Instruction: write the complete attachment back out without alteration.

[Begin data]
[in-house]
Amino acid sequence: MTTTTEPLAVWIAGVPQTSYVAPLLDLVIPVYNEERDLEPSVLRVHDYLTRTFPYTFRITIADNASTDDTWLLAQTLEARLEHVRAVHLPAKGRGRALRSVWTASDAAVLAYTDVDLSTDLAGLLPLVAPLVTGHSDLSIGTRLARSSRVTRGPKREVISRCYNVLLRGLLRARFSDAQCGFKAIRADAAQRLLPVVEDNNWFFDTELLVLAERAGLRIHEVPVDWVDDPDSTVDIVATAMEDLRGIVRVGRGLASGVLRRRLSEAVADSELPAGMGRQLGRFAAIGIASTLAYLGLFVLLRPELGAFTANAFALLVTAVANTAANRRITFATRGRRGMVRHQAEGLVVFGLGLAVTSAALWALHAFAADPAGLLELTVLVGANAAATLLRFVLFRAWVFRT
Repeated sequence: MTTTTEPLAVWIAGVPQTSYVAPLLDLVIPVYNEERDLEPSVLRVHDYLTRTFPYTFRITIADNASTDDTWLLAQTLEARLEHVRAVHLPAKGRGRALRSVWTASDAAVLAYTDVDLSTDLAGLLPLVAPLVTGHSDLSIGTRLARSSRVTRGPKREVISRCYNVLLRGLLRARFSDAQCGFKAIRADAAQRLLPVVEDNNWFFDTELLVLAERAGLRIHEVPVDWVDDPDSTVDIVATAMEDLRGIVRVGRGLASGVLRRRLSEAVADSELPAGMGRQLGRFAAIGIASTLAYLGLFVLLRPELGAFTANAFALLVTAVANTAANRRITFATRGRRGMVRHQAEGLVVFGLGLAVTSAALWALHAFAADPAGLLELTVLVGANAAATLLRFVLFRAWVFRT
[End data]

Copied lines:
[in-house]
Amino acid sequence: MTTTTEPLAVWIAGVPQTSYVAPLLDLVIPVYNEERDLEPSVLRVHDYLTRTFPYTFRITIADNASTDDTWLLAQTLEARLEHVRAVHLPAKGRGRALRSVWTASDAAVLAYTDVDLSTDLAGLLPLVAPLVTGHSDLSIGTRLARSSRVTRGPKREVISRCYNVLLRGLLRARFSDAQCGFKAIRADAAQRLLPVVEDNNWFFDTELLVLAERAGLRIHEVPVDWVDDPDSTVDIVATAMEDLRGIVRVGRGLASGVLRRRLSEAVADSELPAGMGRQLGRFAAIGIASTLAYLGLFVLLRPELGAFTANAFALLVTAVANTAANRRITFATRGRRGMVRHQAEGLVVFGLGLAVTSAALWALHAFAADPAGLLELTVLVGANAAATLLRFVLFRAWVFRT
Repeated sequence: MTTTTEPLAVWIAGVPQTSYVAPLLDLVIPVYNEERDLEPSVLRVHDYLTRTFPYTFRITIADNASTDDTWLLAQTLEARLEHVRAVHLPAKGRGRALRSVWTASDAAVLAYTDVDLSTDLAGLLPLVAPLVTGHSDLSIGTRLARSSRVTRGPKREVISRCYNVLLRGLLRARFSDAQCGFKAIRADAAQRLLPVVEDNNWFFDTELLVLAERAGLRIHEVPVDWVDDPDSTVDIVATAMEDLRGIVRVGRGLASGVLRRRLSEAVADSELPAGMGRQLGRFAAIGIASTLAYLGLFVLLRPELGAFTANAFALLVTAVANTAANRRITFATRGRRGMVRHQAEGLVVFGLGLAVTSAALWALHAFAADPAGLLELTVLVGANAAATLLRFVLFRAWVFRT